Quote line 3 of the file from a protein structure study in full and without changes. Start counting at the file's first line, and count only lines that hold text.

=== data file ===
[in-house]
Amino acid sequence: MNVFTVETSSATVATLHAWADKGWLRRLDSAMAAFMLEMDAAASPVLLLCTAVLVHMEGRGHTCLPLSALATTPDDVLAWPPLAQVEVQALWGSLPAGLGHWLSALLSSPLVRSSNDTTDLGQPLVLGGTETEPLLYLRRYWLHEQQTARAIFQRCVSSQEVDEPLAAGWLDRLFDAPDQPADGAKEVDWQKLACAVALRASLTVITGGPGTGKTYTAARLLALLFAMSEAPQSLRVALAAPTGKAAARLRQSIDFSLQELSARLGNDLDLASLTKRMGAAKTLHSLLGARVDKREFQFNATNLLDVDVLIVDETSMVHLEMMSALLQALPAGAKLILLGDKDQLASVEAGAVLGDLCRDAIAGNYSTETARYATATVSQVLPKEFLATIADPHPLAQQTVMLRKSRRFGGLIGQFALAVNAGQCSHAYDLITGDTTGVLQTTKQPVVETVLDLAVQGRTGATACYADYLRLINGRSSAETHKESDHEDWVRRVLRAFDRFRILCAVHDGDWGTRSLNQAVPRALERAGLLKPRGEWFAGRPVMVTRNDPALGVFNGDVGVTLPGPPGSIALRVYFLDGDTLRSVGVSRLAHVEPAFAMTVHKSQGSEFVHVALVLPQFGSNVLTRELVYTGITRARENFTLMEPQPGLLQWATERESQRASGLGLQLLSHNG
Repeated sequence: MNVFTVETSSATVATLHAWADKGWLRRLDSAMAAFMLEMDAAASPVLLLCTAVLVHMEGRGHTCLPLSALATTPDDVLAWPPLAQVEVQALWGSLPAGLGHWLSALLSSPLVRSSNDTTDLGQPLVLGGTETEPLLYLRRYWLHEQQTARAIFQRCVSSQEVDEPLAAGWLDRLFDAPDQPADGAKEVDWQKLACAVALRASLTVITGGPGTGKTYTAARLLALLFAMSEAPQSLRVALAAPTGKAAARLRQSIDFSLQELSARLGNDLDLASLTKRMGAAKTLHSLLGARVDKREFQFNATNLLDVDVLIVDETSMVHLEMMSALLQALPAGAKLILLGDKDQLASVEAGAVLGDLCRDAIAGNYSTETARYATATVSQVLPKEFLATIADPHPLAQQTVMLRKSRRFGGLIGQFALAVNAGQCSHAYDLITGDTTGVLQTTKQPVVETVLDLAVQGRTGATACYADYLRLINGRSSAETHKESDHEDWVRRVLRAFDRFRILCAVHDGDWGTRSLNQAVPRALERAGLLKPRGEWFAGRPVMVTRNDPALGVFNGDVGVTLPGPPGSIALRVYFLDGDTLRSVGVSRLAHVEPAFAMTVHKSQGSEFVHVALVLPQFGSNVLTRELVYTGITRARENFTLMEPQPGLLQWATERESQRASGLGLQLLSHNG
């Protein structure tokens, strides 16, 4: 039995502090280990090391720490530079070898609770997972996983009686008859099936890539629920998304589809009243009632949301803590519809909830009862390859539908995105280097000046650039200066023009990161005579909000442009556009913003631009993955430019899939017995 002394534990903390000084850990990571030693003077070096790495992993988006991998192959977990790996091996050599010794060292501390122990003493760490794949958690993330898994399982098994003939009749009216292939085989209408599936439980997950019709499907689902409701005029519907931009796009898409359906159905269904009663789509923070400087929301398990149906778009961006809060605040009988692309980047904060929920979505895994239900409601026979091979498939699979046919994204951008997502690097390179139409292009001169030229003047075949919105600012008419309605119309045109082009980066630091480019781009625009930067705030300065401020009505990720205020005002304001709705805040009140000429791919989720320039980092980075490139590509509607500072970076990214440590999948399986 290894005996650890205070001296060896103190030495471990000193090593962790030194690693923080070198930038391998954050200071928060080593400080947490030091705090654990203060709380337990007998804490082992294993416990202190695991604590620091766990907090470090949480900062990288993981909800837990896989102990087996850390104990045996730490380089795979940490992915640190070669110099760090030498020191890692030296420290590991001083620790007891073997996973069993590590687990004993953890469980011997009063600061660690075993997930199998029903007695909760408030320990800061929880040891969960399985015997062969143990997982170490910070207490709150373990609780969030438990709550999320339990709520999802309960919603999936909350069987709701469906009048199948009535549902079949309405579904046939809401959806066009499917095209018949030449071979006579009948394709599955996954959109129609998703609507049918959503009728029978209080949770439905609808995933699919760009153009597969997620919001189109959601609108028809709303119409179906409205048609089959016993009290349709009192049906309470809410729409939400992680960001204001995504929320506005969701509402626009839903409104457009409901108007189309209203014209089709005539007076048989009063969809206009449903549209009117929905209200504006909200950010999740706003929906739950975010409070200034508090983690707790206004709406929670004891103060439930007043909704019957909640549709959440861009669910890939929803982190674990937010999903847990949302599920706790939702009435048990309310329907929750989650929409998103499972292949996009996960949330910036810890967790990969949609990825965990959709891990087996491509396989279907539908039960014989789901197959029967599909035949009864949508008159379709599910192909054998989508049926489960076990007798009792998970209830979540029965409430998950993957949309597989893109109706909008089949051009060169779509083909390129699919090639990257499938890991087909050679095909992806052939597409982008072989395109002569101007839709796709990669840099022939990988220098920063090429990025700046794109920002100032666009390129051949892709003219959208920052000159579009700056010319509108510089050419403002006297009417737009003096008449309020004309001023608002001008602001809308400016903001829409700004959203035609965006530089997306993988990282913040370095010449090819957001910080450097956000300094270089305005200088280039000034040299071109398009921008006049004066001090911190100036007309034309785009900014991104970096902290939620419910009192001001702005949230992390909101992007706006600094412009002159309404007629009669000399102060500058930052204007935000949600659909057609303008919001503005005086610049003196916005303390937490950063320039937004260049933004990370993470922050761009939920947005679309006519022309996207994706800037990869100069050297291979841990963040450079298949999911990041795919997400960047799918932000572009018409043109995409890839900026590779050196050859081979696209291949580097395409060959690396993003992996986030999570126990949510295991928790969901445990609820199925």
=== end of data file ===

Repeated sequence: MNVFTVETSSATVATLHAWADKGWLRRLDSAMAAFMLEMDAAASPVLLLCTAVLVHMEGRGHTCLPLSALATTPDDVLAWPPLAQVEVQALWGSLPAGLGHWLSALLSSPLVRSSNDTTDLGQPLVLGGTETEPLLYLRRYWLHEQQTARAIFQRCVSSQEVDEPLAAGWLDRLFDAPDQPADGAKEVDWQKLACAVALRASLTVITGGPGTGKTYTAARLLALLFAMSEAPQSLRVALAAPTGKAAARLRQSIDFSLQELSARLGNDLDLASLTKRMGAAKTLHSLLGARVDKREFQFNATNLLDVDVLIVDETSMVHLEMMSALLQALPAGAKLILLGDKDQLASVEAGAVLGDLCRDAIAGNYSTETARYATATVSQVLPKEFLATIADPHPLAQQTVMLRKSRRFGGLIGQFALAVNAGQCSHAYDLITGDTTGVLQTTKQPVVETVLDLAVQGRTGATACYADYLRLINGRSSAETHKESDHEDWVRRVLRAFDRFRILCAVHDGDWGTRSLNQAVPRALERAGLLKPRGEWFAGRPVMVTRNDPALGVFNGDVGVTLPGPPGSIALRVYFLDGDTLRSVGVSRLAHVEPAFAMTVHKSQGSEFVHVALVLPQFGSNVLTRELVYTGITRARENFTLMEPQPGLLQWATERESQRASGLGLQLLSHNG